Primate traffickers arrests amidst COVID 19
Three people have been arrested during two separate operations in Yaounde and Lolodorf for trafficking in mandrills. The operations were carried out by wildlife law enforcement officials in both towns. The first operation took place at the Nkoabang neighborhood in Yaounde while the second at Lolodorf where mandrills live were seized.
During the first operation, the alleged trafficker was arrested by wildlife officials of the Center Regional Delegation of Forestry and Wildlife in collaboration with the Gendarmerie Brigade of Nkoabang as he tried to sell the protected species. According to sources close to the case a veterinarian had earlier told the suspect that the animal was fast growing and he wouldn't be able to cater for it. The suspect tried to illegally sell the mandrill after being advised by the veterinarian to part ways with the animal. After fierce opposition from family members of the suspect on the ownership of the animal, he finally admitted to own the animal and wanted to sell it.
Few days later, two other traffickers were arrested in Lolodorf with another mandrill. The crackdown operation was led by the Forestry and Wildlife Control Post and the gendarmerie brigade of Lolodorf. The two alleged traffickers were arrested, shortly after they arrived on a motorbike with the young mandrill at Lolodorf from Bipindi. The mandrill sustained an injury during a motorcycle accident the traffickers had along the way, it was learned after their arrest. A rope was tied around its waist and the poor state of the animal indicated it may have been poorly treated during captivity. The two suspects were skillful and very careful not to be caught as they moved at night to pass undetected, declared a source close to the case. The same sources say because they used the cover of the night to move the mandrill, they knew the activity was illegal. The two operations were technically assisted by LAGA, a non-governmental organization.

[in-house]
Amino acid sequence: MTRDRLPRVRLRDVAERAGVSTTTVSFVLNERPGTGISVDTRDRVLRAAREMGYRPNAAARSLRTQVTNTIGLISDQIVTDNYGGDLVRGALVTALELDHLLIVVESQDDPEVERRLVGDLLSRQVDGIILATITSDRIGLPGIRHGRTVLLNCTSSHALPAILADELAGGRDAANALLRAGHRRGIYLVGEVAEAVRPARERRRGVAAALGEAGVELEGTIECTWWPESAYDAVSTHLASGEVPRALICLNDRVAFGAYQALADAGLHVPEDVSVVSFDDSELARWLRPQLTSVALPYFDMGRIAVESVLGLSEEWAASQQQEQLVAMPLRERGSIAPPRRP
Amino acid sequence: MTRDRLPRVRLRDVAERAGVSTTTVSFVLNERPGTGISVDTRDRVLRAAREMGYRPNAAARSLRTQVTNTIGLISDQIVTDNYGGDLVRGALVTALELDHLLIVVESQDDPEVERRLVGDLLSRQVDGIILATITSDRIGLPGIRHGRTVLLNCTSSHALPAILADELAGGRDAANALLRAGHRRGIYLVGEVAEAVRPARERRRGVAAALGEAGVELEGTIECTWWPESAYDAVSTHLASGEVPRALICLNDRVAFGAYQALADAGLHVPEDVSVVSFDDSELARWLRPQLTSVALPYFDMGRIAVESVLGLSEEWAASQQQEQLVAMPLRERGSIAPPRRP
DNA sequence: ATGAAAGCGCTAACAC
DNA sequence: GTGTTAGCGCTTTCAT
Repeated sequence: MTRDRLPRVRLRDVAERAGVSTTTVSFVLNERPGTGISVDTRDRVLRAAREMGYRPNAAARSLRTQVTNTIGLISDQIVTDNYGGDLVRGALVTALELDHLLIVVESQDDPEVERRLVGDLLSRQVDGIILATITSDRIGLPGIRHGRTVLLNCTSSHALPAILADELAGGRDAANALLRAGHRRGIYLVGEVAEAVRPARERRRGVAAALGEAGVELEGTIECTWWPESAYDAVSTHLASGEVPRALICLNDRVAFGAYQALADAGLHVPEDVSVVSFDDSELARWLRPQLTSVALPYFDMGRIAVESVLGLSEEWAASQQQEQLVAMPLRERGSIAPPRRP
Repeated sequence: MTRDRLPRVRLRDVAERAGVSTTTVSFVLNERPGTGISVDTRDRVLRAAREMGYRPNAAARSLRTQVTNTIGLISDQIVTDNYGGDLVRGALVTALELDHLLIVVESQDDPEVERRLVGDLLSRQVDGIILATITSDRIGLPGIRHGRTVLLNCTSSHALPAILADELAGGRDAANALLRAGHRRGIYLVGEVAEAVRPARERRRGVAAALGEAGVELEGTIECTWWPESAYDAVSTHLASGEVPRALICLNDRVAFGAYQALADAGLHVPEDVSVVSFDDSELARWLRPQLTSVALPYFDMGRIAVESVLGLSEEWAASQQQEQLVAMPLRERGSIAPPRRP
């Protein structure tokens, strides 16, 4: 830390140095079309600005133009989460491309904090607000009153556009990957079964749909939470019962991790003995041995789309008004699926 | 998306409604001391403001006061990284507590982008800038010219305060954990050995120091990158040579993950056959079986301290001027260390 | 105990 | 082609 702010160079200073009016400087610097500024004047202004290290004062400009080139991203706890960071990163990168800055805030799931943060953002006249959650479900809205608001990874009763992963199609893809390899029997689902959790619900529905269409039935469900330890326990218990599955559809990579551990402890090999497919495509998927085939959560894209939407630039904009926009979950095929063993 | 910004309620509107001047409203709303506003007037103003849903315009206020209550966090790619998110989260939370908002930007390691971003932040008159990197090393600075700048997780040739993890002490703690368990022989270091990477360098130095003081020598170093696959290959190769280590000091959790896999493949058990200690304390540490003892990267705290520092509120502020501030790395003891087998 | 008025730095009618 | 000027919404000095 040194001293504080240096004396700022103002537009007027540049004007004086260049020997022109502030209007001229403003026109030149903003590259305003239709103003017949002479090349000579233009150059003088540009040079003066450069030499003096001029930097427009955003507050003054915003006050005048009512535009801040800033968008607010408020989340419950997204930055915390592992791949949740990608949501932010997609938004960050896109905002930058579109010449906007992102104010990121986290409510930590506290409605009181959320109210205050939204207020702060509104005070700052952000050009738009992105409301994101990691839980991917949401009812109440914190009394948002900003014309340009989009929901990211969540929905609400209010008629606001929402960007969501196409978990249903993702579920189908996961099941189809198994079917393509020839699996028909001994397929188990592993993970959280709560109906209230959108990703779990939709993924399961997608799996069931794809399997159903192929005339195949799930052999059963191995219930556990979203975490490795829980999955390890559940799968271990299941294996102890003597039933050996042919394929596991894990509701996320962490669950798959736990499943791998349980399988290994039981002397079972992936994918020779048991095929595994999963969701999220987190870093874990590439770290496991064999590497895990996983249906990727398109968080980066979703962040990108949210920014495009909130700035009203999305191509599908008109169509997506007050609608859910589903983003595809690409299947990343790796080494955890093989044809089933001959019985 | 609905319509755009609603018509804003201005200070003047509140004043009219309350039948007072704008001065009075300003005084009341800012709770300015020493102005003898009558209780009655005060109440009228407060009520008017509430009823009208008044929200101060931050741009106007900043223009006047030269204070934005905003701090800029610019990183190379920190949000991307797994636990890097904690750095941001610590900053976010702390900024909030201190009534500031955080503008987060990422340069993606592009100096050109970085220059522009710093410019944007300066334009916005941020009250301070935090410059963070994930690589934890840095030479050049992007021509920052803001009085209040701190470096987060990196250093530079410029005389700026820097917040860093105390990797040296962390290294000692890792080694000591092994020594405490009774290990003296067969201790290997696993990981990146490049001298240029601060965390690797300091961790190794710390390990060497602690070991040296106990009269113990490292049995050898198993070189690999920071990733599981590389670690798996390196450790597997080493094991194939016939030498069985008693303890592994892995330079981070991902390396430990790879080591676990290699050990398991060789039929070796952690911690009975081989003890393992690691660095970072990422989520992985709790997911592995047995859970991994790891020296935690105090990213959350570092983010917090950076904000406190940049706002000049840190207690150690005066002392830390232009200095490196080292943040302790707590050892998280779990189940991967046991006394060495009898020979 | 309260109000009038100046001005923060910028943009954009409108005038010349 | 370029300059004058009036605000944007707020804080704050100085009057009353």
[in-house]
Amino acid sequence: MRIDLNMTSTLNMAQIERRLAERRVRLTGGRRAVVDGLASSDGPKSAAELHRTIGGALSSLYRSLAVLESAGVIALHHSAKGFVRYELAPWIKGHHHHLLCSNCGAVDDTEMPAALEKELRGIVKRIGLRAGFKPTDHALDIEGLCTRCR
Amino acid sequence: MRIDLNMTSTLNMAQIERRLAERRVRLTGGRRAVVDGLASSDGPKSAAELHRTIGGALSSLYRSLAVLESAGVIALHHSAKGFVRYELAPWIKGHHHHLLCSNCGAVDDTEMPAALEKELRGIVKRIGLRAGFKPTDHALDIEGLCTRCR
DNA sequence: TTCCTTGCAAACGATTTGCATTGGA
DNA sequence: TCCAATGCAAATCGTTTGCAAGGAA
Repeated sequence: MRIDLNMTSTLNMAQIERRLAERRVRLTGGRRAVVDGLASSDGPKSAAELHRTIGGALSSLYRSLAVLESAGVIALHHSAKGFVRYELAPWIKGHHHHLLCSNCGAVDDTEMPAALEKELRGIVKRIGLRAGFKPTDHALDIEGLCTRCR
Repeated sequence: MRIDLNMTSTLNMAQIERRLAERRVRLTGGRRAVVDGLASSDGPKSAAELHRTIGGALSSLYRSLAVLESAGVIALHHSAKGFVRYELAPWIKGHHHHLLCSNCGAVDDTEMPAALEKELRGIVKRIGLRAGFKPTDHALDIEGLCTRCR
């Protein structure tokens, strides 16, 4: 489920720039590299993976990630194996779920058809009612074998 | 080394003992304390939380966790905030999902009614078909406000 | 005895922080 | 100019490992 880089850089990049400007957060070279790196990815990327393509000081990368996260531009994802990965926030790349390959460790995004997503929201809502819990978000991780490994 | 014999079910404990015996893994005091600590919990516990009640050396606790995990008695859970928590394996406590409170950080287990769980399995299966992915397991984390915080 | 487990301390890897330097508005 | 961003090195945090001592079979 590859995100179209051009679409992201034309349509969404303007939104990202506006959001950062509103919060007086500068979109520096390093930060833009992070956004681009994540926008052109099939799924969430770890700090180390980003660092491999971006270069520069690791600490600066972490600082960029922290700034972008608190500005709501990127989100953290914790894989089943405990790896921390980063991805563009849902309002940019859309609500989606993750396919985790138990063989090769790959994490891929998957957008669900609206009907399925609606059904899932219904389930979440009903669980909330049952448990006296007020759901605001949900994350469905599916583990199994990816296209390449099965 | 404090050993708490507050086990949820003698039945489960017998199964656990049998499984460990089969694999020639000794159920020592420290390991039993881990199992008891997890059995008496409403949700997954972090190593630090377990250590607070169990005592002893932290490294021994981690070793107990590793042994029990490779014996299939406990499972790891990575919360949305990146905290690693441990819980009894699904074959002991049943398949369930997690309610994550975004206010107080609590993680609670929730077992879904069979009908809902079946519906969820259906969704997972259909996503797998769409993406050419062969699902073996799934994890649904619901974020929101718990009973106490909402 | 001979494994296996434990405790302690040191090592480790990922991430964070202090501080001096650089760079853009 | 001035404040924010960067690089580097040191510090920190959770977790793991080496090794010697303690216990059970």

The mandrill is a totally protected species according to the 1994 wildlife law that prohibits poaching and trafficking of the animal. Anyone found in possession of parts of a protected wildlife species is considered to have killed the animal and is liable to a prison term of up to 3 years and or a fine of up to 10 million CFA francs.
The Ministry of Forestry and Wildlife has intensified the fight against illegal trafficking of protected species during this period of the COVID-10 pandemic. Rightly so if we consider the recent studies from the IUCN Wildlife Health Specialist Group that shows that the novel coronavirus is a danger to both primates and humans. Josef Settele, a biologist at Helmholtz Center for Environmental Research (UFZ) posits that "The unregulated trade in wild animals is likely to have been the catalyst for the COVID-19 pandemic, which started in a live animal market. Scientists are still unsure exactly which species passed the virus to humans, but it is certain that the way we treat animals plays a part how contagious diseases begin and spread."